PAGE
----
If ever a word has been hijacked and politicized and changed from its original meaning it is the term “evangelical.” Ask most anyone on the street to define “evangelical” and they will tell you that it represents someone who is opposed to gun control, abortion and birth control; someone who favors tight immigration restrictions and prayer in the public schools. You get the picture. The press relentlessly speaks of the “Evangelical Bloc” when it writes and broadcasts items about some members of the Republican Party and other conservative movements.

This is sad for us in the Christian church who have a totally different understanding of what it means to be “evangelical.” We remember that the root meaning of the word goes back to the New Testament and the Greek language in which it was written. Its meaning is almost disarming in its simplicity. It describes one who believes the Good News about Jesus Christ. It centers in his death and resurrection that we will soon observe as the high points of our Christian year. We believe that at its heart the Bible is primarily about this unbelievable, incredible message of hope.

When the Evangelical Lutheran Church in America (ELCA) was formed nearly 25 years ago, we deliberately included the word “Evangelical” in our name. We did so to make it known that anyone who embraces that fundamental focus on Jesus Christ is welcome to be a member of one of our congregations: old, young, Democrat, Republican, Independent, African American, Caucasian, Hispanic, straight, gay, single, married — yes, anyone. We are different; yet held together in Jesus Christ. What identifies us is not our position on a political issue or our stance on a complex moral question where we have inevitable differences of opinion. No, being “evangelica” is simply to trust completely in Jesus Christ.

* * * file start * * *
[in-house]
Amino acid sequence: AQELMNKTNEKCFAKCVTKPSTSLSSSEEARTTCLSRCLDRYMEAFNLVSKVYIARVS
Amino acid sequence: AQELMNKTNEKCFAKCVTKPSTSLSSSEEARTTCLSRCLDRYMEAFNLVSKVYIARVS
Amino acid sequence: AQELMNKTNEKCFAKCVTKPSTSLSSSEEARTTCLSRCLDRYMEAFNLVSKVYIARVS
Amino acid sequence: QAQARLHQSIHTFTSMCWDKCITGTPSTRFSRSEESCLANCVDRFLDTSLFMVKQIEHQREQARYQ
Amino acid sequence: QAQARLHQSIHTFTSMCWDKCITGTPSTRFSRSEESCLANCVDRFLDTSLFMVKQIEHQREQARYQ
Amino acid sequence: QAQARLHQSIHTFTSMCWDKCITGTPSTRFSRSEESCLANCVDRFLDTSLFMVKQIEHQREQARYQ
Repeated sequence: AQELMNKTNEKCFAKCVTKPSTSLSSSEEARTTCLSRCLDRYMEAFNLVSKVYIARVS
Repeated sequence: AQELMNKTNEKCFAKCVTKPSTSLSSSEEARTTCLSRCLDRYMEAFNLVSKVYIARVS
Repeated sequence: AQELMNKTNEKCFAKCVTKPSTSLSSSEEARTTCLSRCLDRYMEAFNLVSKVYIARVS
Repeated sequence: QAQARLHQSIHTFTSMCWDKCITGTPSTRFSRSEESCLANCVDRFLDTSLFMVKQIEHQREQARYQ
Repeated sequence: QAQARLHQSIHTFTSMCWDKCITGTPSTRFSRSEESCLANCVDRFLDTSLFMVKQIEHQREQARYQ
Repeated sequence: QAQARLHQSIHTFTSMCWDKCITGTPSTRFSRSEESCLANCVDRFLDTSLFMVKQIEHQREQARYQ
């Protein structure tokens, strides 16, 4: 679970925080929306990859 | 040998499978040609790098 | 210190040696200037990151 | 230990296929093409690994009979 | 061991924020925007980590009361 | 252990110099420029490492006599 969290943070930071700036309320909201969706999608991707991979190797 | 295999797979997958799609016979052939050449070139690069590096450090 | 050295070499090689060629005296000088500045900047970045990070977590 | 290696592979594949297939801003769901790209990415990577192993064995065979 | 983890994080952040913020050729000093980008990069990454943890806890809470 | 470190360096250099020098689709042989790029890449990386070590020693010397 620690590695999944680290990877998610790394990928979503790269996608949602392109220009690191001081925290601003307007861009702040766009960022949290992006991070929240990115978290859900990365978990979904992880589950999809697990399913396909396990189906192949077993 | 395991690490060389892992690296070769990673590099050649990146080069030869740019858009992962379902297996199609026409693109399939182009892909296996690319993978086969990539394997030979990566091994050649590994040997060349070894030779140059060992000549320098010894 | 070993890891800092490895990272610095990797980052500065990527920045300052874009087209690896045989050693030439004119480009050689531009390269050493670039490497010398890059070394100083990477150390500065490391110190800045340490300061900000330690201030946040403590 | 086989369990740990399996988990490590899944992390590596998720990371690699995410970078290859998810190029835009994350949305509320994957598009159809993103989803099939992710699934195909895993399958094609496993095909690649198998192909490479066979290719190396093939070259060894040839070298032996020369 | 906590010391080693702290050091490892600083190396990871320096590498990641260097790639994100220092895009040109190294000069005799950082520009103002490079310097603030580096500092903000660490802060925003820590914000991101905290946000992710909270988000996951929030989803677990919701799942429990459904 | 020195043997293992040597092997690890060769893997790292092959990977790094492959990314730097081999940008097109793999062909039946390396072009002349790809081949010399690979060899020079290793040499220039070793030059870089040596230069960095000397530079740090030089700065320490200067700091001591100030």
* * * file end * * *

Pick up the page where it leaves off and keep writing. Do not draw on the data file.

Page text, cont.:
Can we ever recapture the true meaning, the essence, of being “evangelical”? Probably not in the current election round. But those of us who hold to its true meaning must continue to remind our neighbors and friends and each other that being “evangelical” is something else, something different.

And that is why I write these words…

Originally posted March 6, 2012, in the Green Valley News Letters to the Editor section. Republished with permission of the editor. Herbert Chilstrom was presiding bishop of the ELCA from 1987 to 1995. He lives in Green Valley, Ariz.

Herbert W. Chilstrom
Herbert W. Chilstrom was presiding bishop of the ELCA from 1987 to 1995. He lives in Green Valley, Ariz.

Read more about: